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Annette Nellen
Creating More Sales Tax Collectors

How the enactment of so-called "Amazon" or "affiliate nexus" laws may provide states with more sales tax collectors.

July 14, 2011
by Annette Nellen, CPA, Esq.

In the first half of 2011, five states enacted laws that modify the definition of retailer for sales-tax purposes in the hopes of making certain remote retailers become tax collectors in their states. These laws, for the most part, follow legislation enacted in New York in April 2008. This article explains the premise and rationale of these laws, key differences among enacting states, the effectiveness, alternative approaches and tax-policy issues.

Affiliates

Some vendors offer compensation to individuals and organizations if they have a link to the vendor's website and someone clicks on it. Generally, the website owner is compensated if a sale is made. Compensation may be based on the volume of clicks or a commission based on the sales generated from the clicks. Typically under these arrangements, the website owner is not an employee or agent of the vendor and has no information on who clicked the link or what purchases, if any, were made.

New York Takes the Lead

In April 2008, New York enacted legislation creating a rebuttable presumption that certain remote vendors with a particular connection to New York residents, and are retailers are required to register and collect sales tax from New York customers. Collection is required of vendors that have agreements with New York residents whereby residents are compensated for referring customers to the vendor, whether by a website link or otherwise. The rule applies to vendors that generated over $10,000 of New York sales in the four prior sales tax quarters from the referrals. The vendor can rebut the presumption by showing that the residents (affiliates) do not solicit sales for the vendor (see Grabbing Remote Vendors).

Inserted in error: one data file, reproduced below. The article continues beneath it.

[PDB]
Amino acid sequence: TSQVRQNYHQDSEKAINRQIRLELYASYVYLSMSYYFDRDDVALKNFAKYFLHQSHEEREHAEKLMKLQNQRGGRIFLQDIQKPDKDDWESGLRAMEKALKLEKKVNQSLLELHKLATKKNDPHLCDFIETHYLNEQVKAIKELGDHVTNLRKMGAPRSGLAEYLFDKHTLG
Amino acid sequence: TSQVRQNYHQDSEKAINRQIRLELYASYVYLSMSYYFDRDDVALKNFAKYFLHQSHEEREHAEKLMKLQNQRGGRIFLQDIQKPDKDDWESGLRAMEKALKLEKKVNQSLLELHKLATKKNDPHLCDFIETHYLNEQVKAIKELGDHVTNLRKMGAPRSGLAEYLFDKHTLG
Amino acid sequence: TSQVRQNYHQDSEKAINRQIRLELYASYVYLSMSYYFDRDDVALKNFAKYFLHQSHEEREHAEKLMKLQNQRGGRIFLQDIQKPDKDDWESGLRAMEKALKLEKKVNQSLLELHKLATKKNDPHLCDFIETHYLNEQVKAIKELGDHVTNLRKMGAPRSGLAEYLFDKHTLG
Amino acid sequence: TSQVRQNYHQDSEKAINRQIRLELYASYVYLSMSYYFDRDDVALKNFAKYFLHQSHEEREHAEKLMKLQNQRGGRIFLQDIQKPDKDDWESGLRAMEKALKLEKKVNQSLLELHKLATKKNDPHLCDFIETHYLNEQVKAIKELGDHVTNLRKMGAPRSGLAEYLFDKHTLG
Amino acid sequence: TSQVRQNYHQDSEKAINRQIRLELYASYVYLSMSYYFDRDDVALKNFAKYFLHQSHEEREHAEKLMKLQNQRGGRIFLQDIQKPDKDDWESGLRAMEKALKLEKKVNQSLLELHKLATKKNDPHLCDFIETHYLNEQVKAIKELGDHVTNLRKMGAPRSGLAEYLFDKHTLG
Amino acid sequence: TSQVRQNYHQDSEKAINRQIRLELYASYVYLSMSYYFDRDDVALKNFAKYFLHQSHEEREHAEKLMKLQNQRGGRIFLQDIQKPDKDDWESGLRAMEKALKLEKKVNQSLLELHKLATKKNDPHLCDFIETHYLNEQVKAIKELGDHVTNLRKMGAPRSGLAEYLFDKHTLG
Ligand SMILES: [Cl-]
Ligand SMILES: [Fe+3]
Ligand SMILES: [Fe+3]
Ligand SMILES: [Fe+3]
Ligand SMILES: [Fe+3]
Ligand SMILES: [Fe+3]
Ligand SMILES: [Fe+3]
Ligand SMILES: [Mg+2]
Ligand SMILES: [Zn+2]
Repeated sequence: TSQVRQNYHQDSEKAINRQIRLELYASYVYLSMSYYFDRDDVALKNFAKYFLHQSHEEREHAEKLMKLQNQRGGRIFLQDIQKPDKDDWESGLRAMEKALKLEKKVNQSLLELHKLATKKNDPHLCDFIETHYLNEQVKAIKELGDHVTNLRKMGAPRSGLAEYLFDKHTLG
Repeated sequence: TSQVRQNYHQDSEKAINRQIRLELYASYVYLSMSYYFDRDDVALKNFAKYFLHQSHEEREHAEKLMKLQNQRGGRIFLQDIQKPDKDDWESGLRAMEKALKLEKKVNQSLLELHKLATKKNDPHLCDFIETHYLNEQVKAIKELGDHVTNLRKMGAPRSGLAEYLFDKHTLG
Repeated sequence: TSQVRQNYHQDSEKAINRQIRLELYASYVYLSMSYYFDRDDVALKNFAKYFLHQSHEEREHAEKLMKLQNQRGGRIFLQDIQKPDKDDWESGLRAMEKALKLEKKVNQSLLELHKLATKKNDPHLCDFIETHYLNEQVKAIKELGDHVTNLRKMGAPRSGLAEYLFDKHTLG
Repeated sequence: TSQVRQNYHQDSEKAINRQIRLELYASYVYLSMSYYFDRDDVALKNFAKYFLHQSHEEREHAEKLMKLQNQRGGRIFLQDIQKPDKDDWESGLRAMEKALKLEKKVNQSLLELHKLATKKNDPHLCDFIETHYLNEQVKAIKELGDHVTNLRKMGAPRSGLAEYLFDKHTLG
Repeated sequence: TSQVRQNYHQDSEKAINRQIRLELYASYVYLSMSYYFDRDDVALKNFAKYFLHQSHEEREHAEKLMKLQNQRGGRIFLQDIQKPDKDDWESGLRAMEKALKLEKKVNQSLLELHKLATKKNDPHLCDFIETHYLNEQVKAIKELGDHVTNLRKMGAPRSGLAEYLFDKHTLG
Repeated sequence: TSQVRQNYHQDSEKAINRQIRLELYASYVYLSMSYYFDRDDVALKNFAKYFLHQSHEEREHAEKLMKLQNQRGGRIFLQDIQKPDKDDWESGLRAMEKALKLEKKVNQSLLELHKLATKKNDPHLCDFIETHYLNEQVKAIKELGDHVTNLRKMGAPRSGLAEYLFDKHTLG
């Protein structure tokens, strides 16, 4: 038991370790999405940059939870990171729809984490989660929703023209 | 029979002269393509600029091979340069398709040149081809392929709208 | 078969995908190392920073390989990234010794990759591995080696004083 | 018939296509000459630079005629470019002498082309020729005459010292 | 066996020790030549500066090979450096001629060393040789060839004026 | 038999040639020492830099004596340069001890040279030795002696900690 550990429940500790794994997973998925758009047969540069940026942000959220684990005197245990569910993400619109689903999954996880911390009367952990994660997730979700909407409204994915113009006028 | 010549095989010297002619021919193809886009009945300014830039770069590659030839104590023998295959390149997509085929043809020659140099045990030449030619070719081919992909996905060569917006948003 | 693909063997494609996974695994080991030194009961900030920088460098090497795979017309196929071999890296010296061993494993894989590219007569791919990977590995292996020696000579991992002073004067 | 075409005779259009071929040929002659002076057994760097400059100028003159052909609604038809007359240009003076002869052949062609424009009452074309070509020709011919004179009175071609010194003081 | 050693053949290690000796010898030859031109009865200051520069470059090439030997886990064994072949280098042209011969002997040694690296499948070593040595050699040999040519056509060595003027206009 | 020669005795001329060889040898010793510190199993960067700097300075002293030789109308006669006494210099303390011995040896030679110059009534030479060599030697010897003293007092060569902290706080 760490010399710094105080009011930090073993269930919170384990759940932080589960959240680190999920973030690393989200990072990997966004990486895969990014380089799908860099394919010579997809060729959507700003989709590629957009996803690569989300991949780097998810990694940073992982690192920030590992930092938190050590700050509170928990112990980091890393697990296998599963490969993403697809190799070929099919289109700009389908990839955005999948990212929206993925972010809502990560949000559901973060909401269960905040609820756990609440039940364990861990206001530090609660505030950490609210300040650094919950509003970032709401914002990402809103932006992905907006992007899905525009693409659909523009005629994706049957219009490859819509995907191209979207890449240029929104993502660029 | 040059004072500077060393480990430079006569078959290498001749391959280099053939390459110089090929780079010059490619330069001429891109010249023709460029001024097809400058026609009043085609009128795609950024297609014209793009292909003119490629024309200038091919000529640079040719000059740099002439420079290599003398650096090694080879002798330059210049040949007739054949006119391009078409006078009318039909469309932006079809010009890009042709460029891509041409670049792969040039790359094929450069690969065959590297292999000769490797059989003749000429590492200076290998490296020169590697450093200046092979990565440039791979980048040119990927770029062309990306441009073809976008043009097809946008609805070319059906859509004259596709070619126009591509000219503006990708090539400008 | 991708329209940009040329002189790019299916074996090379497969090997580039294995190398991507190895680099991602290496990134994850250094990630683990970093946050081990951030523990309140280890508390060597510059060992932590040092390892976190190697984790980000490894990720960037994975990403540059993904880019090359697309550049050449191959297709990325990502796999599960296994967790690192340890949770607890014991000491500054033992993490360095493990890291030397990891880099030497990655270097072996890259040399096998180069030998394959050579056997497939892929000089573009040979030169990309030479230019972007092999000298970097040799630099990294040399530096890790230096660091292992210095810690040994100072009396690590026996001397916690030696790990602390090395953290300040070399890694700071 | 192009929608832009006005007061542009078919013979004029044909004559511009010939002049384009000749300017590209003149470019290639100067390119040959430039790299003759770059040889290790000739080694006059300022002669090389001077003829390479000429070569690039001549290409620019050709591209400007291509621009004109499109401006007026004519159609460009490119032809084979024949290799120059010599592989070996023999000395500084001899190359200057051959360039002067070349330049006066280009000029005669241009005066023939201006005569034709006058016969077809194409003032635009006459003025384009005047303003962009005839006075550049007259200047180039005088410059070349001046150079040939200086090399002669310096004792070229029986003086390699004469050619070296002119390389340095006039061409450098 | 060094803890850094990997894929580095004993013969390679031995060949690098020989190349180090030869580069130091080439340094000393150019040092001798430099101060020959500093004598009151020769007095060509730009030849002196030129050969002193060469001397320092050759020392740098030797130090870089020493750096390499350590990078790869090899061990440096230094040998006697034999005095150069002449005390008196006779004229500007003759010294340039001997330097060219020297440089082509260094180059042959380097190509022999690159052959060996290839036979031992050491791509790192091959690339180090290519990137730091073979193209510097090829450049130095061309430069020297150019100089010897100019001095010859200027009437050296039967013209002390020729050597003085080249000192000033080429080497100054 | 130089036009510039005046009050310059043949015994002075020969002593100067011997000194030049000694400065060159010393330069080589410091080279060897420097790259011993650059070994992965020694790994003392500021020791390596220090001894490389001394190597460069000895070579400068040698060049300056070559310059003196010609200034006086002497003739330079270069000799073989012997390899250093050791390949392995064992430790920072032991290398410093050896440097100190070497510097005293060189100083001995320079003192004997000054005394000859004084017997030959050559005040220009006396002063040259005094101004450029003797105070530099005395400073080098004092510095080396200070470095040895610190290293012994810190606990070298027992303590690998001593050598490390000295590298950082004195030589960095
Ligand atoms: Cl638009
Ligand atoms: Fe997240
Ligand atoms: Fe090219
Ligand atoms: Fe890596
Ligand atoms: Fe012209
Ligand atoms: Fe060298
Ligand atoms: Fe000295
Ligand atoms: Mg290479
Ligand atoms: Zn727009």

Rationale

States pursue affiliate nexus laws to improve collection of sales and use tax. The sales tax nexus standard established by the U.S. Supreme Court is physical presence (Quill, 504 US 298 (1992)). A remote (non-present) vendor is not required to collect sales tax. However, customers are required to self-assess and pay use tax. States would prefer to collect the sales tax from thousands of vendors rather than millions of customers. Thus, finding ways to require remote vendors to collect is favored.

The presumption in an affiliate nexus law is that a resident is soliciting sales and the relationship between the vendor and resident is sufficient to create substantial nexus. The dollar threshold (such as over $10,000 of sales in 12 months via in-state residents) helps to ensure that the connection is not a slightest presence (no nexus).

States also support affiliate nexus to help bring equity in sales tax collection among vendors with in-state customers. As the trial court noted in Amazon v. NY State Dept of Taxation and Finance, 2009 NY Slip Op 29007, the law "obligates out-of-state sellers to shoulder their fair-share of the tax-collection burden when using New Yorkers to earn profit from other New Yorkers."